Pity poor General Dean. He inherited an army that can no longer fight. Instead they surrender faster than Italian soldiers offered the choice between a fight or chocolate bars and American cigarettes. Dean's troops have no fight left in them. They need a rest. A long rest.

Which brings me to an observation my pal Tony Seton made in an email to me this morning: "This would be so the time for the eruption of a third party to take 30 congressional seats."

I suspect most non-Republicans, (and the growing number of former Republicans) feel the way I do. They find little in either party to inspire or motivate them to even bother voting any longer. If the Dems insist on putting up one of their tired old-guard leaders, like Hillary and Biden, then they will lose four elections in a row.

So, Tony is right, this is a rare moment of opportunity for solid and sane independent candidates. And they should grasp it because the field has opened for them in ways not available before. In the past independents didn't have a chance because they lacked the financial support and organizing muscle of a party apparatus. But there is a valuable lesson for independents in what Cindy Sheehan pulled off down in Crawford this month. I don't even have to tell you what it was, because you have been bombarded with Sheehan's protest on the news for two solid weeks.

It's the same lesson I and other anti-war organizers learned during the Vietnam era. We could get our message on the evening news any time we wanted to. All it took was a compelling news hook and a dash of gorilla theater, and the media came running. The media have become like a pack of stray dogs. Put some food out for them and they show up. Keep putting out fresh goodies and they keep showing up. Voila! All-you-can-eat free publicity.

Underfunded independent candidates can do the same because, if there's anything the media loves it's a good underdog story, like Cindy's. They lap it up. News satellite trucks are magnets -- for other news satellite trucks. Get one to show up and the others will show up shortly. (Hell, MSNBC will even airlift their newest media maven, Rita Cosby, in by helicopter to beat the others out of that all-important exclusive interview with the "maverick candidate who is bucking the system ..." etc, etc. blah, bladdy blah.)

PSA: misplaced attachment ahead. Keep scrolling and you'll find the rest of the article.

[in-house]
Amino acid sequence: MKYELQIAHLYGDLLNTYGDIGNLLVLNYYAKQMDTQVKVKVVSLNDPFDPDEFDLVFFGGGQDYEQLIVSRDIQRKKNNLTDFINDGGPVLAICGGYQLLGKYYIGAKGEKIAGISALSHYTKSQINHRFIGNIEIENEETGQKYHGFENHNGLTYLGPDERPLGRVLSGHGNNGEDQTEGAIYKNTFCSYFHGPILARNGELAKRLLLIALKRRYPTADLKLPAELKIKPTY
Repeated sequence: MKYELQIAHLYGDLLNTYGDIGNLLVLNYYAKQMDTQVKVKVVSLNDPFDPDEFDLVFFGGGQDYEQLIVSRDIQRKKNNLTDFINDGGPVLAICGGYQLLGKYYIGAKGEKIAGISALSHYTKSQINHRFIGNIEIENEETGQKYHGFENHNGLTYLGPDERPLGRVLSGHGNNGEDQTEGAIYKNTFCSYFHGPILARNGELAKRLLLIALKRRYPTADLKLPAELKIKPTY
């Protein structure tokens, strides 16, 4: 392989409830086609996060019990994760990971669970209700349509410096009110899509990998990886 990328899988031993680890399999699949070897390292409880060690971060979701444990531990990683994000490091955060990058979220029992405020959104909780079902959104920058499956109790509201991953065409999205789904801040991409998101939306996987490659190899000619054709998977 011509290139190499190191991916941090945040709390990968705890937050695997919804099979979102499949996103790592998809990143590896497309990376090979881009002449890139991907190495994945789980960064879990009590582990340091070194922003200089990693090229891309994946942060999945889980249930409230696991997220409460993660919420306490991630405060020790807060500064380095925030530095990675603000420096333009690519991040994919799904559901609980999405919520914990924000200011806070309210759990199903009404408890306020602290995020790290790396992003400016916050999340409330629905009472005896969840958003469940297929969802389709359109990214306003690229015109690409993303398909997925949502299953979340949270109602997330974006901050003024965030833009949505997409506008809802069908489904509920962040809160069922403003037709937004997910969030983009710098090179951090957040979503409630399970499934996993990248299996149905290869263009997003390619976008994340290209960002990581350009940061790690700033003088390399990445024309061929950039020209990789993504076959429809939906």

So, instead of bemoaning the shallowness of today's news media, go ahead and just use them. It's okay, they actually like it. It makes their job easier if you just cut to the chase and tell them what the news is, otherwise they have go find it themselves. They hate it when that happens.

And, if a candidate can supply the media a ripping good yarn about his/her candidacy, they will take it from there and embellish it further. That's what I call the big "M" -- media buy in. Once you have it, it's hard to lose it.

I know that sounds a bit cynical coming from a former newsman, but I am afraid that's the state of the media today. So, use it or lose. The Bushites certainly know how and have beaten Democrats silly using it.

Maybe if 20 or 30 independents unseat incumbents in '06 and '08 it would spark a renewal -- not of the Democrat or Republican parties, but of America and our own decaying democracy.